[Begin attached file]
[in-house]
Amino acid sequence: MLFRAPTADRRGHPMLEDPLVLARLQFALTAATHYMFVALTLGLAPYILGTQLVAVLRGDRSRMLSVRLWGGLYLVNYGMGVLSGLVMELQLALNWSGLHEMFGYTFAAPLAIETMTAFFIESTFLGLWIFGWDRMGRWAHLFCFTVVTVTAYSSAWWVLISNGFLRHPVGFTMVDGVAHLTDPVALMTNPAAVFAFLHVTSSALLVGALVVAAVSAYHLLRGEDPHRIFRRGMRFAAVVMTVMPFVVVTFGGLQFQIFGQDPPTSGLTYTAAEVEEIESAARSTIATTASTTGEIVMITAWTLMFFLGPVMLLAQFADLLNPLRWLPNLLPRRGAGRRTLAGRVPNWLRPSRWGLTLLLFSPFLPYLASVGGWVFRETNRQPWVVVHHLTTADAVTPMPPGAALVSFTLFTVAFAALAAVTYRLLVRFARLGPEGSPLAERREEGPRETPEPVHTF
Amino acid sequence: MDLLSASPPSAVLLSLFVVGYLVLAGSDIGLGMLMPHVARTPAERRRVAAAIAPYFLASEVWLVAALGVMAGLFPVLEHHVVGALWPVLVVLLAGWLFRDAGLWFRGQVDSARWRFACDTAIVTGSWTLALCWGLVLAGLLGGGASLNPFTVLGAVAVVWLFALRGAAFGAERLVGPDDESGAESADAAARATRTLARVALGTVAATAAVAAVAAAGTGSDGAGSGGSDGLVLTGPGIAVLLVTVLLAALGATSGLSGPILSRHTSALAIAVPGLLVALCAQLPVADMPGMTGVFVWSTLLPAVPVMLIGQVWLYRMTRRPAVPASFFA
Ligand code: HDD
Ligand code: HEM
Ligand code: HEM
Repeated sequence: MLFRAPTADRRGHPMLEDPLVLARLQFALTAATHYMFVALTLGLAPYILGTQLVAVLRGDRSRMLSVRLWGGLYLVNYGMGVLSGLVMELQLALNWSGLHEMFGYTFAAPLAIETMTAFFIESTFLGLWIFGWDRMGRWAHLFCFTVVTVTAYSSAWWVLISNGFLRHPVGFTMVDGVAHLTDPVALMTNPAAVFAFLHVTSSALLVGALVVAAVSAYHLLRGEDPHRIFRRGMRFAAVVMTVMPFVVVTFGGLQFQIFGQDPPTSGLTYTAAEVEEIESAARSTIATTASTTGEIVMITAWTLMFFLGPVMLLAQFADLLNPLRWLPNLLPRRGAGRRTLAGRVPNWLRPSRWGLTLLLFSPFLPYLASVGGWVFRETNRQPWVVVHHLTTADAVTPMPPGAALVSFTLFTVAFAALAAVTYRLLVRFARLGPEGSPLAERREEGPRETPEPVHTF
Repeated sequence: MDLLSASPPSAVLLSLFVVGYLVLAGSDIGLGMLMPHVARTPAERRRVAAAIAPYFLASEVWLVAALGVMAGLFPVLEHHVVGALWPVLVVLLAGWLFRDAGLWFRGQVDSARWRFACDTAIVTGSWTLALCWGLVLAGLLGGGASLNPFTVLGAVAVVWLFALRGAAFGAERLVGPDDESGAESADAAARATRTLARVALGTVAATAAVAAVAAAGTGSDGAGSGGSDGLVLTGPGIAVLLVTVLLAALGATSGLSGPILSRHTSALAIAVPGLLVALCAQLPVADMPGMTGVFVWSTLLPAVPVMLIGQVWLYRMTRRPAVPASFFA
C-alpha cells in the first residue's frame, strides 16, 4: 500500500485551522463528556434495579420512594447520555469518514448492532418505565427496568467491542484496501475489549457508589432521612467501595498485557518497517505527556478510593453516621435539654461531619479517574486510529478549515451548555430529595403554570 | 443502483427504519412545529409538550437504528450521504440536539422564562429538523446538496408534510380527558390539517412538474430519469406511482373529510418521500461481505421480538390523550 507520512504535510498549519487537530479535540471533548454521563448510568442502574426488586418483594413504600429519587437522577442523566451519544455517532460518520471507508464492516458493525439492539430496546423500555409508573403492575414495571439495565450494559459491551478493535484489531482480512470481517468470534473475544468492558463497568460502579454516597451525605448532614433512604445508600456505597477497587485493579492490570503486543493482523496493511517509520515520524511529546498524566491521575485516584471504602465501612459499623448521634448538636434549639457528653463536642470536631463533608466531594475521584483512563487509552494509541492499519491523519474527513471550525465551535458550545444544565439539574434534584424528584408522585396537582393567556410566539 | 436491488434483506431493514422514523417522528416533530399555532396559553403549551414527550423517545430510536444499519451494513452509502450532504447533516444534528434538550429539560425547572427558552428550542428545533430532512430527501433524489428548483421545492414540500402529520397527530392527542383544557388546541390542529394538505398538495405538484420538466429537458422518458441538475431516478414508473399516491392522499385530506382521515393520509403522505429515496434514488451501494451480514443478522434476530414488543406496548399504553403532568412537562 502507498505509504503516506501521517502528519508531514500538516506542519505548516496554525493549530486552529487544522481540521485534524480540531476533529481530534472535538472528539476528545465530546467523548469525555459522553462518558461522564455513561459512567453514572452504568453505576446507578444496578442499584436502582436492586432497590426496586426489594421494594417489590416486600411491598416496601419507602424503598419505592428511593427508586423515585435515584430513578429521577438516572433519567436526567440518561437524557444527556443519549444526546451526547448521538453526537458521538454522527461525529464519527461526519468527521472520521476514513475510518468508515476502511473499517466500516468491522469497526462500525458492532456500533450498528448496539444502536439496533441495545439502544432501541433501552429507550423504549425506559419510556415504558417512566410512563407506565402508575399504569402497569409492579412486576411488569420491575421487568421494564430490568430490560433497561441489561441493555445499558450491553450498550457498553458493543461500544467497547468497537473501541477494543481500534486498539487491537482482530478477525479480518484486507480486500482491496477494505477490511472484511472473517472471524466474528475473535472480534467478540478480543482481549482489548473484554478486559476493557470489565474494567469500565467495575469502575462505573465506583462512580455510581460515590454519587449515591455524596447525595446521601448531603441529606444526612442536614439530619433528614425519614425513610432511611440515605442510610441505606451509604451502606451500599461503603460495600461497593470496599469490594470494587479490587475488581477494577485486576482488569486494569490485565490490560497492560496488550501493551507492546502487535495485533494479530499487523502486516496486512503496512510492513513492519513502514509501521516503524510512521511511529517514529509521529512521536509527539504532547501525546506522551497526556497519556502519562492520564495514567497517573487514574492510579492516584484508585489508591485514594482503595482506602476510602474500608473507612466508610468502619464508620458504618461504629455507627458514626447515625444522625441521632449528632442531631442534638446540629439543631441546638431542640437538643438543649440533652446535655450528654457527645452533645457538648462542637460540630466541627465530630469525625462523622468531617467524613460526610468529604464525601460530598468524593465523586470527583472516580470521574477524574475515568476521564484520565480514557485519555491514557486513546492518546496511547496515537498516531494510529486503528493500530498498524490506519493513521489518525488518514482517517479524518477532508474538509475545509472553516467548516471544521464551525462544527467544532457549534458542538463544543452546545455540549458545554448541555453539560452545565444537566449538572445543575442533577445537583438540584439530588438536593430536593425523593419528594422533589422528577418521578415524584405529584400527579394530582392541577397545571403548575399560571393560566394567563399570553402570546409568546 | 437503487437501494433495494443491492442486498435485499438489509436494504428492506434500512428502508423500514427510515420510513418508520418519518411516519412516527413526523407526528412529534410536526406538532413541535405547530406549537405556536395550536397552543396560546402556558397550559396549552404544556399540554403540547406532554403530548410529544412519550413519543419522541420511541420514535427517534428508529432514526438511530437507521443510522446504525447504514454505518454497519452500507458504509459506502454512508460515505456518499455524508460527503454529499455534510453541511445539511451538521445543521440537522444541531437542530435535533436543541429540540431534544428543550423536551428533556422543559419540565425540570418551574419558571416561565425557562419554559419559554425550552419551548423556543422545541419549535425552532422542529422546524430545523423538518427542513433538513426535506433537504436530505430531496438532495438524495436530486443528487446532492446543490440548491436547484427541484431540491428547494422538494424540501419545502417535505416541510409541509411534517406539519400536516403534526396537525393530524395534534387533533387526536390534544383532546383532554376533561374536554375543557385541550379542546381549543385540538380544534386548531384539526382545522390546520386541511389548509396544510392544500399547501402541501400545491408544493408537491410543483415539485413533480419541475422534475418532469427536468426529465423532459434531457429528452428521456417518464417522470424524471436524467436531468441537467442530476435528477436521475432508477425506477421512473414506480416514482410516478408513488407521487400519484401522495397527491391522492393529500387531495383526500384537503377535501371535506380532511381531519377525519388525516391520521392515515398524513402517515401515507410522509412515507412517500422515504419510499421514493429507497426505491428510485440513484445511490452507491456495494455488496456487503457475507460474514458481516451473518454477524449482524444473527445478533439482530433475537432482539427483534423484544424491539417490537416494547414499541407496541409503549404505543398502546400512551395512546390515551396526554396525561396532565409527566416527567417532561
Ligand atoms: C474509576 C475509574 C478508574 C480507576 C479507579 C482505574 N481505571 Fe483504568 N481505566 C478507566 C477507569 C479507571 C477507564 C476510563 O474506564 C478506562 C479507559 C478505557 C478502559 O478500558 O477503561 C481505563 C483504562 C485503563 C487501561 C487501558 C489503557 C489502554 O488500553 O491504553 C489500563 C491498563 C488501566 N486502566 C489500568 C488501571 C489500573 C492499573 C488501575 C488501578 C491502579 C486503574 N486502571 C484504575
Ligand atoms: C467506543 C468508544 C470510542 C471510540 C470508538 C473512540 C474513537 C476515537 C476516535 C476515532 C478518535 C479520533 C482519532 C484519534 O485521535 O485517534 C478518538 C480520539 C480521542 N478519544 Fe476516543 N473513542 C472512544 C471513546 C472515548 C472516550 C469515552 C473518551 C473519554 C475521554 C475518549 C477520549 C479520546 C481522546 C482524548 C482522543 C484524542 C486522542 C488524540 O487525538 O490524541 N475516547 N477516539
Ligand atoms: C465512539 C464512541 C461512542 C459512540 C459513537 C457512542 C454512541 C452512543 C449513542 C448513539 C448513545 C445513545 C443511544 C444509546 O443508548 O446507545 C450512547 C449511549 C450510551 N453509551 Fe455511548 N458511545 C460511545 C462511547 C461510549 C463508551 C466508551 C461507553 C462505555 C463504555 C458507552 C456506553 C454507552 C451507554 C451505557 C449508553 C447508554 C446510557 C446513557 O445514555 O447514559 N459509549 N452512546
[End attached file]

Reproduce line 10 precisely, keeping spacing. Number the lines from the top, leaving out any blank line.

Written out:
Ligand atoms: C474509576 C475509574 C478508574 C480507576 C479507579 C482505574 N481505571 Fe483504568 N481505566 C478507566 C477507569 C479507571 C477507564 C476510563 O474506564 C478506562 C479507559 C478505557 C478502559 O478500558 O477503561 C481505563 C483504562 C485503563 C487501561 C487501558 C489503557 C489502554 O488500553 O491504553 C489500563 C491498563 C488501566 N486502566 C489500568 C488501571 C489500573 C492499573 C488501575 C488501578 C491502579 C486503574 N486502571 C484504575